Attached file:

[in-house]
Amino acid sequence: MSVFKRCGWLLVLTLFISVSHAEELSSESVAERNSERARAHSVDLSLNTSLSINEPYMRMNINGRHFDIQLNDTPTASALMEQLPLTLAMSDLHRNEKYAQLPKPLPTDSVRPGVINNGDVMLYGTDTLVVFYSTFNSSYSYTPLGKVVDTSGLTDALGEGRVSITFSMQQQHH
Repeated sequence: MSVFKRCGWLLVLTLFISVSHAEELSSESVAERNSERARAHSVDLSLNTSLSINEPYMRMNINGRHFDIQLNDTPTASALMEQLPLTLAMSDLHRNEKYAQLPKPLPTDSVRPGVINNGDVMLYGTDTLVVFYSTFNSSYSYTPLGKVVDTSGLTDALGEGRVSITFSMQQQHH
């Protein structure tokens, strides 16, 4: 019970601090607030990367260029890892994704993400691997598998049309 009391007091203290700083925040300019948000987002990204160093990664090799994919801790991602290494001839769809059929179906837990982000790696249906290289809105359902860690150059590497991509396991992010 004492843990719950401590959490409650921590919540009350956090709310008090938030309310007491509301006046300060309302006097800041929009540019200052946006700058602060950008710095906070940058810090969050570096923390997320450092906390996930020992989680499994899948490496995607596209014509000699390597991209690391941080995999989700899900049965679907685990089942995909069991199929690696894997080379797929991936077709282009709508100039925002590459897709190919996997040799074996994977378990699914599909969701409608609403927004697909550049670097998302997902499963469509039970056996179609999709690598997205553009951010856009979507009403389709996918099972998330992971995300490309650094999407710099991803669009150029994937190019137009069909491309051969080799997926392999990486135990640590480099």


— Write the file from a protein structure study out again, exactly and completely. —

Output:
[in-house]
Amino acid sequence: MSVFKRCGWLLVLTLFISVSHAEELSSESVAERNSERARAHSVDLSLNTSLSINEPYMRMNINGRHFDIQLNDTPTASALMEQLPLTLAMSDLHRNEKYAQLPKPLPTDSVRPGVINNGDVMLYGTDTLVVFYSTFNSSYSYTPLGKVVDTSGLTDALGEGRVSITFSMQQQHH
Repeated sequence: MSVFKRCGWLLVLTLFISVSHAEELSSESVAERNSERARAHSVDLSLNTSLSINEPYMRMNINGRHFDIQLNDTPTASALMEQLPLTLAMSDLHRNEKYAQLPKPLPTDSVRPGVINNGDVMLYGTDTLVVFYSTFNSSYSYTPLGKVVDTSGLTDALGEGRVSITFSMQQQHH
């Protein structure tokens, strides 16, 4: 019970601090607030990367260029890892994704993400691997598998049309 009391007091203290700083925040300019948000987002990204160093990664090799994919801790991602290494001839769809059929179906837990982000790696249906290289809105359902860690150059590497991509396991992010 004492843990719950401590959490409650921590919540009350956090709310008090938030309310007491509301006046300060309302006097800041929009540019200052946006700058602060950008710095906070940058810090969050570096923390997320450092906390996930020992989680499994899948490496995607596209014509000699390597991209690391941080995999989700899900049965679907685990089942995909069991199929690696894997080379797929991936077709282009709508100039925002590459897709190919996997040799074996994977378990699914599909969701409608609403927004697909550049670097998302997902499963469509039970056996179609999709690598997205553009951010856009979507009403389709996918099972998330992971995300490309650094999407710099991803669009150029994937190019137009069909491309051969080799997926392999990486135990640590480099």